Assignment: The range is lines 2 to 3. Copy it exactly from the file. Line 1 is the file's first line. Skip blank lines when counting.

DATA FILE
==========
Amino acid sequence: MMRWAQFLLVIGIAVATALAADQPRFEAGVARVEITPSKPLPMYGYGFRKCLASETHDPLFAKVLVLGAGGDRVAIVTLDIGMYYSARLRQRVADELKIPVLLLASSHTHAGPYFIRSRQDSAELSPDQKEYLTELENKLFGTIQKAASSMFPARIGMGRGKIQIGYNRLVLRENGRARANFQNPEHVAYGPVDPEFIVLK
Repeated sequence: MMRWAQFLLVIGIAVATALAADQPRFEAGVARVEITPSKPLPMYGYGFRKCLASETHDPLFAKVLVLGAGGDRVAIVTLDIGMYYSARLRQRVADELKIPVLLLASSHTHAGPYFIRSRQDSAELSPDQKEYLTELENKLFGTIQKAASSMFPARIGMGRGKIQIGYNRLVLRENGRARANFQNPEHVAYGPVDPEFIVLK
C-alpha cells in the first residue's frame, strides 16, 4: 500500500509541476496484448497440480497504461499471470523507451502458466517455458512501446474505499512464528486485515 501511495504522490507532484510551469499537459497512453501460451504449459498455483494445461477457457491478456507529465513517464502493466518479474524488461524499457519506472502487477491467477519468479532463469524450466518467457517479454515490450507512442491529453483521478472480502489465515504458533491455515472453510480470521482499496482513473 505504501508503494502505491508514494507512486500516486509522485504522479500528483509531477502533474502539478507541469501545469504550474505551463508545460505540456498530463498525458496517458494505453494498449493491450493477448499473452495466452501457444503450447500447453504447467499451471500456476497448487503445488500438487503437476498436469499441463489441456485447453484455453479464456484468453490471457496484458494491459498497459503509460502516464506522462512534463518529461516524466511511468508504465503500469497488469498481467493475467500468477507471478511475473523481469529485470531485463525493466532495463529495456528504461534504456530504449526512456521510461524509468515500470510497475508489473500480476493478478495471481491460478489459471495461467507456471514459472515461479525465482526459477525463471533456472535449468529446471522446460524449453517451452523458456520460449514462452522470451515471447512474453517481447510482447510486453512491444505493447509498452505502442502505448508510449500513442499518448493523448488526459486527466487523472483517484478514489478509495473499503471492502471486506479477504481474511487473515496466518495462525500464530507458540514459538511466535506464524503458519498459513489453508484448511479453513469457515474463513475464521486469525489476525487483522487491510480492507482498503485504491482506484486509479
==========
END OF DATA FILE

Repeated sequence: MMRWAQFLLVIGIAVATALAADQPRFEAGVARVEITPSKPLPMYGYGFRKCLASETHDPLFAKVLVLGAGGDRVAIVTLDIGMYYSARLRQRVADELKIPVLLLASSHTHAGPYFIRSRQDSAELSPDQKEYLTELENKLFGTIQKAASSMFPARIGMGRGKIQIGYNRLVLRENGRARANFQNPEHVAYGPVDPEFIVLK
C-alpha cells in the first residue's frame, strides 16, 4: 500500500509541476496484448497440480497504461499471470523507451502458466517455458512501446474505499512464528486485515 501511495504522490507532484510551469499537459497512453501460451504449459498455483494445461477457457491478456507529465513517464502493466518479474524488461524499457519506472502487477491467477519468479532463469524450466518467457517479454515490450507512442491529453483521478472480502489465515504458533491455515472453510480470521482499496482513473 505504501508503494502505491508514494507512486500516486509522485504522479500528483509531477502533474502539478507541469501545469504550474505551463508545460505540456498530463498525458496517458494505453494498449493491450493477448499473452495466452501457444503450447500447453504447467499451471500456476497448487503445488500438487503437476498436469499441463489441456485447453484455453479464456484468453490471457496484458494491459498497459503509460502516464506522462512534463518529461516524466511511468508504465503500469497488469498481467493475467500468477507471478511475473523481469529485470531485463525493466532495463529495456528504461534504456530504449526512456521510461524509468515500470510497475508489473500480476493478478495471481491460478489459471495461467507456471514459472515461479525465482526459477525463471533456472535449468529446471522446460524449453517451452523458456520460449514462452522470451515471447512474453517481447510482447510486453512491444505493447509498452505502442502505448508510449500513442499518448493523448488526459486527466487523472483517484478514489478509495473499503471492502471486506479477504481474511487473515496466518495462525500464530507458540514459538511466535506464524503458519498459513489453508484448511479453513469457515474463513475464521486469525489476525487483522487491510480492507482498503485504491482506484486509479